On Page 110 is given a quotation from the Roberts MS. to the effect that Athelstan (King in England, 924-940) was a great lover of Masonry and gave Masons their Charter. In other versions of the Old Charges it is said that Athelstan made his son Prince Edwin Patron, or head, of the Masons. Scholars have not accepted the historicity of this tradition because of difficulties and self-contradictions in the text itself, because there is no supporting evidence in chronicles of the Tenth Century, and also because they have not believed that Masonry was as widely developed at the time as the Old Charges presuppose, or that Athelstan himself took any interest in the Craft. As regards the first two difficulties they continue in force, and make it hard to take seriously the confused or garbled accounts in the versions of the Old Charges; but as regards the last-named difficulty, that Athelstan himself had no interest in the Craft, there are data to show that the Old Charges have the support of historical evidence.
In his History of the Norman Conquest Prof. Henry A. Freeman (Vol. I ; page 190) writes: "Among the Laws of Athelstan none are more remarkable than those which deal with the internal affairs of London and with the regulation of her earliest commercial corporations." These laws are given in Thorpe's Laws and Institutes; Vol. I; page 228. They show that London was being built up, with walls, bridges, churches and many new buildings, and that King Athelstan took a large personal interest in the building, and that among his laws were regulations for the builders.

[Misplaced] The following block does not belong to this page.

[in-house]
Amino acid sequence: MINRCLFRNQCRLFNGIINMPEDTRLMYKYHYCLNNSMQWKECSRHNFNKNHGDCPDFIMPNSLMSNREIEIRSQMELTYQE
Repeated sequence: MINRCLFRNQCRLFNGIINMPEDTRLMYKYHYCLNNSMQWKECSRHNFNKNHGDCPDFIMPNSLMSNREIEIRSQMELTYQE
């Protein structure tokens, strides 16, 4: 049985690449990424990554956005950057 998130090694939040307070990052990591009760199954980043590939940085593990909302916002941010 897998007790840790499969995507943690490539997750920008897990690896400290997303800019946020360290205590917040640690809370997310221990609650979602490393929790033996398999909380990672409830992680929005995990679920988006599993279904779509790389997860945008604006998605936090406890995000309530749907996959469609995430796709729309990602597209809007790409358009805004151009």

Athelstan must also have had an equally active interest in the builders at York, always a great architectural center and a free city from time immemorial ; in Vol. V, page 316, Prof. Freeman says, "The men of York had their Hanse-house." A hansa was a gild (hence "Hanseatic League'') and if the crafts in York had a building of their own, it means that they were strong and well organized, the Masons among them. Even more striking is Prof. Freeman's account of Exeter. This had been a Welsh city, or town, at least partly so. Athelstan removed the Welsh and rebuilt it as an English town, "surrounded by a wall of dressed stone." He helped to lay out the city, and supervised its building, which would include the supervision of its builders.
These data prove that Athelstan was both practically and intellectually interested in the arts of building and took an active part in its practice, not only once but in three cities ; and to that extent they give some foundation to the tradition embedded in the Old Charges.
See The History of the Norman Conquest in England, and its Resutts, by Henry A. Freeman; six volumes; Oxford ; 1873 ; revised American Edition.
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